Regionsasia-pacificI will not let tragedy happen again

I will not let tragedy happen again

The following is a presentation by Aigerim Yelgeldy, the 3rd generation survivor of the Nuclear Testings in Semipalatinsk Nuclear Weapons Testing Stite at a side event during the 2nd meeting of the States Parties to the Treaty on the Prohibition of Nuclear Weapons. The side event was co-organized by the Center for International Security and Policy (CISP), Soka Gakkai International (SGI), the International Campaign to Abolish Nuclear Weapons(ICAN) and the Kazakhstan Mission to the UN.

By Aigerim Yelgeldy

United Nations (INPS Japan) — I, Aigerim Yelgeldy, 35 years old, am from the city of Semey (Semipalatinsk) in Kazakhstan. This city is famous for the fact that many Kazakh famous cultural figures, politicians, and artists were born here. But, unfortunately, for the whole world, this city is also known for the fact that nuclear weapons tests were conducted in this region for 40 years. According to archival data, 473 nuclear explosions were carried out at the Semipalatinsk test site, including 90 in air, 26 on the ground, and 354 underground ones, covering area of 18,500 square kilometers from 1949 to 1989. In addition to nuclear tests, 175 chemical explosions were carried out here, 44 of them with charges of more than ten tons.

The region’s environment was irreparably damaged, animals and birds were affected, and water resources were polluted. But worst of all people who lived in the region were affected.

Of course, I didn’t see many of these nuclear tests when the last explosion occurred at the test site in 1989, I was only one year old. And yet, for many residents of our region, including me, the nuclear tests did not pass without a trace. I am one of the third generation of people affected by nuclear weapons tests.

In August 2015, doctors diagnosed me with enlarged lymph nodes in the left supraclavicular. For some time, an antibacterial treatment was used, but this did not give the necessary effect. My lymph nodes continued to grow, and my health worsened. I was constantly feeling myself unwell, my memory was very poor, and I constantly felt disoriented. The disease affected me very much emotionally – it was very difficult to accept and realize that I was faced with this disease.

Later, I was sent to the Center of Nuclear Medicine and Oncology (Semey), where I had an additional medical examination. As a result, the following diagnosis was given to me  – the nadular sclerosis with lesions of the intra-thoracic and supraclavicular lymph nodes. Since this year, I have went through many courses of radiation therapy and chemotherapy, my lymph nodes were removed, and because of this, I cannot lift my left arm up.

In 2022, I relapsed again – an increase in the lymph nodes on the left side of the iliac region was again observed. I’m currently receiving immunotherapy. A couple of months ago, lymph nodes were also formed in the neck, abdominal cavity, and left lung.

I have been fighting cancer for more than 8 years now. The disease may be treatable, but it doesn’t come easily to me. Constant joint pain, swelling, constant weakness, dizziness, drowsiness. As a result of the disease, I have to limit myself in many ways – I can not lift weights, physical exertion is contraindicated, sudden temperature changes are harmful. I can’t enjoy the sun like many ordinary people.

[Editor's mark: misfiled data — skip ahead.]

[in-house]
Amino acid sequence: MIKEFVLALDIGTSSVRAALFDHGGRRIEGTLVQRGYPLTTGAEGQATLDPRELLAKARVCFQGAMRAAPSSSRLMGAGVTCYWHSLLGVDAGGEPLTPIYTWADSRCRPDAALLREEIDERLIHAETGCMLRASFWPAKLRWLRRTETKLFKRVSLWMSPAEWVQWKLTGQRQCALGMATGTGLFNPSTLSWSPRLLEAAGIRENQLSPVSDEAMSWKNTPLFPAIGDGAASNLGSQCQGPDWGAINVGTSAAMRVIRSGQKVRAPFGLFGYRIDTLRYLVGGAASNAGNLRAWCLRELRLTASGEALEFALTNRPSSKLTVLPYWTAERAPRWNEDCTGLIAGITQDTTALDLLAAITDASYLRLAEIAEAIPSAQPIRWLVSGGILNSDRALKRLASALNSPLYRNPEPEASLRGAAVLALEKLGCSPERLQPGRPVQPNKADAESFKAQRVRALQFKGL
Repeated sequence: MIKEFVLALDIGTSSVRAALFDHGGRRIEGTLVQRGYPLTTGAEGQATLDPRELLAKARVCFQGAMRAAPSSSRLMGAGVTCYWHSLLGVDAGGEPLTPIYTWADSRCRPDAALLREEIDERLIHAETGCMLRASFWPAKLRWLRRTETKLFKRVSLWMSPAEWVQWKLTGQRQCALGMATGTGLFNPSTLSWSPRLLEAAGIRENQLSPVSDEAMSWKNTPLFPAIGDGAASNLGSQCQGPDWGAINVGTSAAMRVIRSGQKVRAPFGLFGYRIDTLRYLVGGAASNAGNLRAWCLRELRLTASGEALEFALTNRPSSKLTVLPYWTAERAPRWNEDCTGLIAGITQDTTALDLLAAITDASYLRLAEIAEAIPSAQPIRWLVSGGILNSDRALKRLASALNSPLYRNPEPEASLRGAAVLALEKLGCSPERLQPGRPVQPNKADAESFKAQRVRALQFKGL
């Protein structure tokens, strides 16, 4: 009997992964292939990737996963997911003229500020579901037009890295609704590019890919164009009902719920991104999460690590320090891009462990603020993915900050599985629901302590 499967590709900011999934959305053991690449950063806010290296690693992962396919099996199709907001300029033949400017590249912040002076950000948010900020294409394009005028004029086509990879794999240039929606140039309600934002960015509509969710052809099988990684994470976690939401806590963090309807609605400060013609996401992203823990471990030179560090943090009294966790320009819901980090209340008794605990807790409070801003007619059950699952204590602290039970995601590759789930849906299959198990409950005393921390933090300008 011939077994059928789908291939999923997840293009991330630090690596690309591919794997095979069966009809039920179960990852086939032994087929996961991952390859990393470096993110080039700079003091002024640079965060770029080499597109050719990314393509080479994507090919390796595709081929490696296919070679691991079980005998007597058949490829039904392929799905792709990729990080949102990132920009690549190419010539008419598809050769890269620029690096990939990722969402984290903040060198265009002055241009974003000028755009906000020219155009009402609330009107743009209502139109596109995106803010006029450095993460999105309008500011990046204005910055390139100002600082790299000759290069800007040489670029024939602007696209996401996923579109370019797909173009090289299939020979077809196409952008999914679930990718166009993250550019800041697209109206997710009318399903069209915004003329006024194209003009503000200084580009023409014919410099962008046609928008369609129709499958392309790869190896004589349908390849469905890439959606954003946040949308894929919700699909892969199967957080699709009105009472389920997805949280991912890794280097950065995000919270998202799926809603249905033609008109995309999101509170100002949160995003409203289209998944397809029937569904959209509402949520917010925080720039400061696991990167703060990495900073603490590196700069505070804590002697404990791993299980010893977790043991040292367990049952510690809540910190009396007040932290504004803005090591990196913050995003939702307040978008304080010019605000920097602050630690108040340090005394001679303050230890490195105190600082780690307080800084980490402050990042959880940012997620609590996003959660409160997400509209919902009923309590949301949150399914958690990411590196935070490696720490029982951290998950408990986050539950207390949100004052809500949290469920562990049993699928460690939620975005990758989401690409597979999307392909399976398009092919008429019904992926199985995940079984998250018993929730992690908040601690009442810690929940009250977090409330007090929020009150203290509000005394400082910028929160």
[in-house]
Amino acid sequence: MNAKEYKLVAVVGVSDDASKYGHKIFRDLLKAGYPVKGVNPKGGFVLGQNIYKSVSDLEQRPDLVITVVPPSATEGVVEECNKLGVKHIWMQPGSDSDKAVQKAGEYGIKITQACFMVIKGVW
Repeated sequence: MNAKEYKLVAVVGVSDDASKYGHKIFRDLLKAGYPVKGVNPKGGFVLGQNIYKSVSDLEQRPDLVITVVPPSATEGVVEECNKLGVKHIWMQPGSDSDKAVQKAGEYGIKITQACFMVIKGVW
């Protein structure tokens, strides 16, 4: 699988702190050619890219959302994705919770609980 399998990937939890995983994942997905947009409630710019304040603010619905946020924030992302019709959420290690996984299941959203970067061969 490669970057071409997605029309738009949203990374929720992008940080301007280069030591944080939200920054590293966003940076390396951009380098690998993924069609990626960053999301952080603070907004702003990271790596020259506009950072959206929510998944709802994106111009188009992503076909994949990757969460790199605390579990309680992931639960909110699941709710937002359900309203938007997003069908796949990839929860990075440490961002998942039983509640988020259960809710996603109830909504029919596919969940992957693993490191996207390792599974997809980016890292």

But, perhaps the most difficult thing is that I can’t have children. It is a great heartache for me – not to be able to experience the joy of motherhood. But on the other hand, I understand that becoming a mom would put my children at risk of going through the same pain and suffering. It’s very hard.

My family and friends help me to overcome all these challenges – I have a big family, my father, mother, my brothers and sister. Thank you to my spouse, who supports me and helps me all this time, my dad and mom gave me a lot of moral support, and later I met my spouse, who also supports me. It was his sensitivity, care, and support that helped me overcome my depression and live a life again. Thank you to the doctors of the Center for Nuclear Medicine and Oncology, who have been helping me overcome the disease all these years.

The problem of cancer is not new for me and my family – in the past, cancer was diagnosed my aunt in 1999, and in 2004 my mother. Of course, science still disputes the origin of cancer, but my personal opinion is that the growing number of cancer diseases in my region is a direct influence of nuclear tests. Unfortunately, there are hundreds of thousands of families like mine who have faced the consequences of nuclear weapons tests.

Today, having experienced all the hardships associated with cancer, I strive to support all those who also faced this problem. We have a whole community in which we try to morally and emotionally support those who have just encountered this problem, share advice, experience, and do everything possible so that people do not give in to despair and fear.  

I Want To Live On: The Untold Stories of the Polygon. Documentary film. Credit:CISP

But most importantly, I am convinced that the tragedy and pain that my compatriots have experienced and continue to experience due to nuclear tests should never happen again. People in the 21st century should use the energy of the atom only for peaceful purposes, for the benefit of progress and development.

INPS Japan

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